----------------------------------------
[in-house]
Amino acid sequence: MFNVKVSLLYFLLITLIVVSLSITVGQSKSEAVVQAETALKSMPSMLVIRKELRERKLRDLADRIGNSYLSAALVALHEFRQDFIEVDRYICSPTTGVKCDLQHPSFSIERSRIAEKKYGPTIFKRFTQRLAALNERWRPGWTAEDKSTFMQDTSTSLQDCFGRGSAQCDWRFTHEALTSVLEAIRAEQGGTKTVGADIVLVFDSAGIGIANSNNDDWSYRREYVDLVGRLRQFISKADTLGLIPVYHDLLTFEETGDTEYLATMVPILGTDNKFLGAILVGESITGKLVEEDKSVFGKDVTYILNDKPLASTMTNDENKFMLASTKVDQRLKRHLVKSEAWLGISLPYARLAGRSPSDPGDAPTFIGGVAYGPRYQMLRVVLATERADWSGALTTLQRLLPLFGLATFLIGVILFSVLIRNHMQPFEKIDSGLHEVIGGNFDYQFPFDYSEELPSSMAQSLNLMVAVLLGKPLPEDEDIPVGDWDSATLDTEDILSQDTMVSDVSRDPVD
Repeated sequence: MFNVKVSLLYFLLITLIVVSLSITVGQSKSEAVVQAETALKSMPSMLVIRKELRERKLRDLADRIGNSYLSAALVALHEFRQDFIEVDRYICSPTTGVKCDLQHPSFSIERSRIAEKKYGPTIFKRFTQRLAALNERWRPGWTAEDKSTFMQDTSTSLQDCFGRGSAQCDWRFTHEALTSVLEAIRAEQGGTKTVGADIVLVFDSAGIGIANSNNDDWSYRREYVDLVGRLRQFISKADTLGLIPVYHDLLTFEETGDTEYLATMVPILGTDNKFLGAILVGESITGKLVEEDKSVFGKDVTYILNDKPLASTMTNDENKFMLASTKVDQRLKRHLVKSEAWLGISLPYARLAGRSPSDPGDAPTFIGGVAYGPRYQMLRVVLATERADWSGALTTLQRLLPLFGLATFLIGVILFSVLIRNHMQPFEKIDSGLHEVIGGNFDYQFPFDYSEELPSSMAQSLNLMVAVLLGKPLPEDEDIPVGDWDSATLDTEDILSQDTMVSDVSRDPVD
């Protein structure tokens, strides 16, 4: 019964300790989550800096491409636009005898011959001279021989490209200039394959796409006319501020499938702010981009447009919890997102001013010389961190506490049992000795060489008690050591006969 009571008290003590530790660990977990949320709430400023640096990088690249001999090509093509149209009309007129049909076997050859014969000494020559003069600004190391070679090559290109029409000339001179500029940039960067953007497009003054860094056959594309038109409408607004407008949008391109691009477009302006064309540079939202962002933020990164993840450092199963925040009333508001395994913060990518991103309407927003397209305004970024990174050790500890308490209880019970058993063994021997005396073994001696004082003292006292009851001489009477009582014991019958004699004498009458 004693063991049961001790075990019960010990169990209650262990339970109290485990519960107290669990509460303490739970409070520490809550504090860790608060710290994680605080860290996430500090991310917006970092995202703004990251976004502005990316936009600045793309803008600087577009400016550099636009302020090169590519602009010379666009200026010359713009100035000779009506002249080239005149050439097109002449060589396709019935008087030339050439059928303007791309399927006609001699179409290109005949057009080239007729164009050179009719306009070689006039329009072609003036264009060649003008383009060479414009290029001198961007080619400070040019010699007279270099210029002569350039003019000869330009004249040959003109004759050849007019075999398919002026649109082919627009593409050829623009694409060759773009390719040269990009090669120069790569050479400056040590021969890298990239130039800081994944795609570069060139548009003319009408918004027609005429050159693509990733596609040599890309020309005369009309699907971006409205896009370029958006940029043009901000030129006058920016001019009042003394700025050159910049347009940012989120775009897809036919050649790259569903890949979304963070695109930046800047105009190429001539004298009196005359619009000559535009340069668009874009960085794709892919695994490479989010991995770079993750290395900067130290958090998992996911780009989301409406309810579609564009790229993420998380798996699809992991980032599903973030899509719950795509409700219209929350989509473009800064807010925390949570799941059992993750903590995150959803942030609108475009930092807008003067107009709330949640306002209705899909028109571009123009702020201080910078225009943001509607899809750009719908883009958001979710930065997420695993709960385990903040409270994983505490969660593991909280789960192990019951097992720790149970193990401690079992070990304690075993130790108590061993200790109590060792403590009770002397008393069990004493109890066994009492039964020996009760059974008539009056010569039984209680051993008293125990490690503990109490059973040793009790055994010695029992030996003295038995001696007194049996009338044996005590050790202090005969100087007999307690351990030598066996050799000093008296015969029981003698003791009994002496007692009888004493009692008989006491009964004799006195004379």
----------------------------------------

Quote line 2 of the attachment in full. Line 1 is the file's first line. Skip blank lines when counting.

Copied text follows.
Amino acid sequence: MFNVKVSLLYFLLITLIVVSLSITVGQSKSEAVVQAETALKSMPSMLVIRKELRERKLRDLADRIGNSYLSAALVALHEFRQDFIEVDRYICSPTTGVKCDLQHPSFSIERSRIAEKKYGPTIFKRFTQRLAALNERWRPGWTAEDKSTFMQDTSTSLQDCFGRGSAQCDWRFTHEALTSVLEAIRAEQGGTKTVGADIVLVFDSAGIGIANSNNDDWSYRREYVDLVGRLRQFISKADTLGLIPVYHDLLTFEETGDTEYLATMVPILGTDNKFLGAILVGESITGKLVEEDKSVFGKDVTYILNDKPLASTMTNDENKFMLASTKVDQRLKRHLVKSEAWLGISLPYARLAGRSPSDPGDAPTFIGGVAYGPRYQMLRVVLATERADWSGALTTLQRLLPLFGLATFLIGVILFSVLIRNHMQPFEKIDSGLHEVIGGNFDYQFPFDYSEELPSSMAQSLNLMVAVLLGKPLPEDEDIPVGDWDSATLDTEDILSQDTMVSDVSRDPVD